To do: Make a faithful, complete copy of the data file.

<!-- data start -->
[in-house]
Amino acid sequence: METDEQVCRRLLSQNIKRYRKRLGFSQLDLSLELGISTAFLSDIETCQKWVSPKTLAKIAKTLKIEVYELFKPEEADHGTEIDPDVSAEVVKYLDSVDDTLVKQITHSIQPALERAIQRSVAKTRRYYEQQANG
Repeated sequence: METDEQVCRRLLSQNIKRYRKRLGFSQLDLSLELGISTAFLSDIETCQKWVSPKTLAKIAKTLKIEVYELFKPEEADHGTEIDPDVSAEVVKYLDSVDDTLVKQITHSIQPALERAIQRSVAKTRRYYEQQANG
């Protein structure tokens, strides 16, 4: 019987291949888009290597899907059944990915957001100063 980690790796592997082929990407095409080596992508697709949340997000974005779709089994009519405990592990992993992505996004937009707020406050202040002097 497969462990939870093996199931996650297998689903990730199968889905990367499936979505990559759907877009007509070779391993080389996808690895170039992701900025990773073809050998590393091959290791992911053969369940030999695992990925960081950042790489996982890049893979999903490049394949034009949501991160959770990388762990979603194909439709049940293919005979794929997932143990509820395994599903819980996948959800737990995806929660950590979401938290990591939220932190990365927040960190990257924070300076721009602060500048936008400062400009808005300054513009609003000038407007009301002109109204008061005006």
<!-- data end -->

[in-house]
Amino acid sequence: METDEQVCRRLLSQNIKRYRKRLGFSQLDLSLELGISTAFLSDIETCQKWVSPKTLAKIAKTLKIEVYELFKPEEADHGTEIDPDVSAEVVKYLDSVDDTLVKQITHSIQPALERAIQRSVAKTRRYYEQQANG
Repeated sequence: METDEQVCRRLLSQNIKRYRKRLGFSQLDLSLELGISTAFLSDIETCQKWVSPKTLAKIAKTLKIEVYELFKPEEADHGTEIDPDVSAEVVKYLDSVDDTLVKQITHSIQPALERAIQRSVAKTRRYYEQQANG
């Protein structure tokens, strides 16, 4: 019987291949888009290597899907059944990915957001100063 980690790796592997082929990407095409080596992508697709949340997000974005779709089994009519405990592990992993992505996004937009707020406050202040002097 497969462990939870093996199931996650297998689903990730199968889905990367499936979505990559759907877009007509070779391993080389996808690895170039992701900025990773073809050998590393091959290791992911053969369940030999695992990925960081950042790489996982890049893979999903490049394949034009949501991160959770990388762990979603194909439709049940293919005979794929997932143990509820395994599903819980996948959800737990995806929660950590979401938290990591939220932190990365927040960190990257924070300076721009602060500048936008400062400009808005300054513009609003000038407007009301002109109204008061005006």